London's empty houses
Given the capital's housing shortage, it's little short of a scandal that there are nearly 75,000 empty private houses across London – many of which are left to fall into ruin. Now councils are taking action, as Kurt Barling reports.
The Satwick family home in Edmonton, in the London Borough of Enfield, was a typical three bedroom end of terrace property. It began to deteriorate shortly after the elderly owner fell ill and was moved into long-term care.
Initially the owner believed he would come home and wanted the house left alone. Unfortunately squatters moved in and ended up ransacking the property. After several years it became a haven for heroin users who left their needles everywhere.
When they were cold in winter they would light fires in the property and eventually after a particularly serious fire the property was boarded up.
This didn’t stop it being broken into again and again. Exasperated neighbours could do little to halt the deterioration of the property and in turn their road began to suffer the blight that is commonly caused by these empty homes.
Dave Carter from Enfield Council
Enfield Council’s Dave Carter is the equivalent of an empty homes sleuth. It’s his job to track down the landlords of empty properties and to persuade them to bring them back into public use.
He, like equivalent council officers in the majority of London boroughs, has a range of inducements including substantial grants of up to £25,000 to help landlords restore private properties to good order.
Increasingly, local authorities try and negotiate a lease with the landlord so they can re-house families in temporary accommodation. This is what has happened in the case of the Satwick family. Chris Satwick is restoring his grandfather’s house with the help of a grant and will lease it back to the council once it’s finished.
The backlog of homes falling into serious disrepair has become so bad that Enfield Council has decided to apply to have some properties compulsorily purchased.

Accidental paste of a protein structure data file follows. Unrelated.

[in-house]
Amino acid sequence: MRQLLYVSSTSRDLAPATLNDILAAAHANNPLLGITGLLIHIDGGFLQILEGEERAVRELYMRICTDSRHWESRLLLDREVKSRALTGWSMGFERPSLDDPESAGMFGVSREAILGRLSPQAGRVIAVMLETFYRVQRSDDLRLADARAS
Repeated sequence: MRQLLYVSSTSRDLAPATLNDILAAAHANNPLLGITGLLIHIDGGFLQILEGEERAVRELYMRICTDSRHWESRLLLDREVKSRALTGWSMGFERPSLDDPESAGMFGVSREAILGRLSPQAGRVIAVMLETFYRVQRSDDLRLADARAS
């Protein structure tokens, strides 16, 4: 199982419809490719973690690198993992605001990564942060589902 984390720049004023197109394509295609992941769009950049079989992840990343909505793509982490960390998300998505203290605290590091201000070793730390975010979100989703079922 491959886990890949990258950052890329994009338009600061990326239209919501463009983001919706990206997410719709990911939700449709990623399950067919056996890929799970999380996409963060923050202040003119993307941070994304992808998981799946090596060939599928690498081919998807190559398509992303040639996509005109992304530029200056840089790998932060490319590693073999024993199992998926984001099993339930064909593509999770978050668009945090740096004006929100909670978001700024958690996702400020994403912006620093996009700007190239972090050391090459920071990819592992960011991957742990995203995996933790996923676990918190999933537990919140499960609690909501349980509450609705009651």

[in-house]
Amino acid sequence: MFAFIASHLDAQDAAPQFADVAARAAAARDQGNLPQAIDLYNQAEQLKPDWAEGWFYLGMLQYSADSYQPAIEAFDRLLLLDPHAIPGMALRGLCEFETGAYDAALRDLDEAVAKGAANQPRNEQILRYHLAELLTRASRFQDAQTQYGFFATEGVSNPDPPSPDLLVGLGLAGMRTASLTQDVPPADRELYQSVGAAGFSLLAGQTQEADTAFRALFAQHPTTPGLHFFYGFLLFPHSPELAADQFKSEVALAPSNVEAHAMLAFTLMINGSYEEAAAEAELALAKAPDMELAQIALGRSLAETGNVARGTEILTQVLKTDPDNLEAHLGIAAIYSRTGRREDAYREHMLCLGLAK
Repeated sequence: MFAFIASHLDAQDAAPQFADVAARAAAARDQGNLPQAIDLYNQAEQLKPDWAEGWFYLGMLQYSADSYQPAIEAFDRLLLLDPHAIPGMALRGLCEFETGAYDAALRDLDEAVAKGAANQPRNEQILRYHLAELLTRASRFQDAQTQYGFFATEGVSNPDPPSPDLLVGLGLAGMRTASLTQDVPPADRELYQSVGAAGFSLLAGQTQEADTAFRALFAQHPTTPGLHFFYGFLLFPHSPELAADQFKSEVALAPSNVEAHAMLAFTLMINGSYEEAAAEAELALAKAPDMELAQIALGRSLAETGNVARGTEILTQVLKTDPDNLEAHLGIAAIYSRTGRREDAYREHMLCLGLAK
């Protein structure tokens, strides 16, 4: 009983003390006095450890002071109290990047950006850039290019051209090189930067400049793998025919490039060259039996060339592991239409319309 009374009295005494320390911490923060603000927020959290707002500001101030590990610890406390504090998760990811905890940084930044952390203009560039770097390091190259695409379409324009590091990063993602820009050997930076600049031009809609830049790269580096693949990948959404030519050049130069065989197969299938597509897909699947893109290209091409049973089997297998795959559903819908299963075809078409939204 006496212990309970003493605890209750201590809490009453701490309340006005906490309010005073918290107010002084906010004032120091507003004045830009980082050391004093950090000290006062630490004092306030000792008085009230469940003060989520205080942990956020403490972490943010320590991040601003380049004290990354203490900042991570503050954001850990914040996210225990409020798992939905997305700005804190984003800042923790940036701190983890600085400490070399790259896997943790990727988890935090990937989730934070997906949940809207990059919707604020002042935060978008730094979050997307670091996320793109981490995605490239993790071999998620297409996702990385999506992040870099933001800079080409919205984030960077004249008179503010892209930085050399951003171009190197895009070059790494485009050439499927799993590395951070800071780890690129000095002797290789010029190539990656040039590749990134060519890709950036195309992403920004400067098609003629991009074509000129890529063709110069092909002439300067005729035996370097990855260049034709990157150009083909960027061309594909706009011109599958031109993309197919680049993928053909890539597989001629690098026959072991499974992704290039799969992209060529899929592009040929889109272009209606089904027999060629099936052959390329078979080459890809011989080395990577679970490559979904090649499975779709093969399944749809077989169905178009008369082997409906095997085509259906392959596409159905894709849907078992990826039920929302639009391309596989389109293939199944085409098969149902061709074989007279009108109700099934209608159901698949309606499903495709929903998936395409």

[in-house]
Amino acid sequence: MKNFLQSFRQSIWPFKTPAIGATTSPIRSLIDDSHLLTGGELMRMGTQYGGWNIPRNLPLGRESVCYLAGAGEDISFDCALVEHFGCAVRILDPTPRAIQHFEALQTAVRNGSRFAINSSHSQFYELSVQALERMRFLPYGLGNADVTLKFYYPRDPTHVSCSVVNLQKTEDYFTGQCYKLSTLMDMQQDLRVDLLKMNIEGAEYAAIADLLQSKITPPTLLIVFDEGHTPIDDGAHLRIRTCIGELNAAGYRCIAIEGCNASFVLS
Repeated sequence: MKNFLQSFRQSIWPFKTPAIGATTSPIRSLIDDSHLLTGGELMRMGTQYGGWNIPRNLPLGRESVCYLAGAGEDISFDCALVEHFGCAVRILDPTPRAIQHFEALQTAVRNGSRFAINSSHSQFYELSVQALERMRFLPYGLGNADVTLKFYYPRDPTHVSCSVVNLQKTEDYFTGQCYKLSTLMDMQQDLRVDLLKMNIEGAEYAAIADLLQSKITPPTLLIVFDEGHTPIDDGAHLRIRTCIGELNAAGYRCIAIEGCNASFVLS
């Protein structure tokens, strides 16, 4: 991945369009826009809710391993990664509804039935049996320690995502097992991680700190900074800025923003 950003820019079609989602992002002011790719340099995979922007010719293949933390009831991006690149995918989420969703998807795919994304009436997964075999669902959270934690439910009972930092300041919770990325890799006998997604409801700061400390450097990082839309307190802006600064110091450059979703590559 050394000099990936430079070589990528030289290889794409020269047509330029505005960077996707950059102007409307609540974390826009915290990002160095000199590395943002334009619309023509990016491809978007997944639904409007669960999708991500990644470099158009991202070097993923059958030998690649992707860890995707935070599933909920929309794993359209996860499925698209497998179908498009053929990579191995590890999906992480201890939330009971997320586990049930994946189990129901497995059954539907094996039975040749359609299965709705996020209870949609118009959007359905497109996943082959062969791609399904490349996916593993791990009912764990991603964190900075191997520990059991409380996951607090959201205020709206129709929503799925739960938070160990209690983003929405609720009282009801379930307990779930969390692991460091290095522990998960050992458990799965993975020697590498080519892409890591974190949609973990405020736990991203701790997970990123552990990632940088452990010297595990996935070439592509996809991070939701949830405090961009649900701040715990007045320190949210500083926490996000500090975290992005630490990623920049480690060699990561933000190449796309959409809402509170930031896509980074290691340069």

The blight caused to neighbours' properties is a trigger for all sorts of maladies. Some people suffer stress and serious illness. One elderly couple I spoke with want to move from their pleasant mid-terraced family home to something smaller, but can’t, because no-one wants to pay a market price for their home.
The fire damaged property next door has remained that way for over 18 months. The owner of that property seemed less than concerned when I raised the issue with him.
Perhaps surprisingly given the potential value of these properties, some landlords refuse to have anything to do with the local authority, even if the property is practically falling down. There are an estimated 40,000 properties that have been left empty for longer than six months.
Incredibly, given their proximity to other properties, some of the houses I visited last week had been empty for over a decade.
Local authorities are beginning to recognise that the social and economic blight caused by empty homes needs to be higher up the political agenda. The Empty Homes Agency has long lobbied government to give authorities the legal tools to speed up reclaiming properties.
Of course private property is sacrosanct in our legal system and there are good reasons for that.
Yet councils are beginning to argue that when a landlord does not take care of a property for a prolonged period of time (usually running into years) then they have no option but to reclaim such properties to make them public assets to benefit the community. It can of course take years to get a Compulsory Purchase Order (CPO).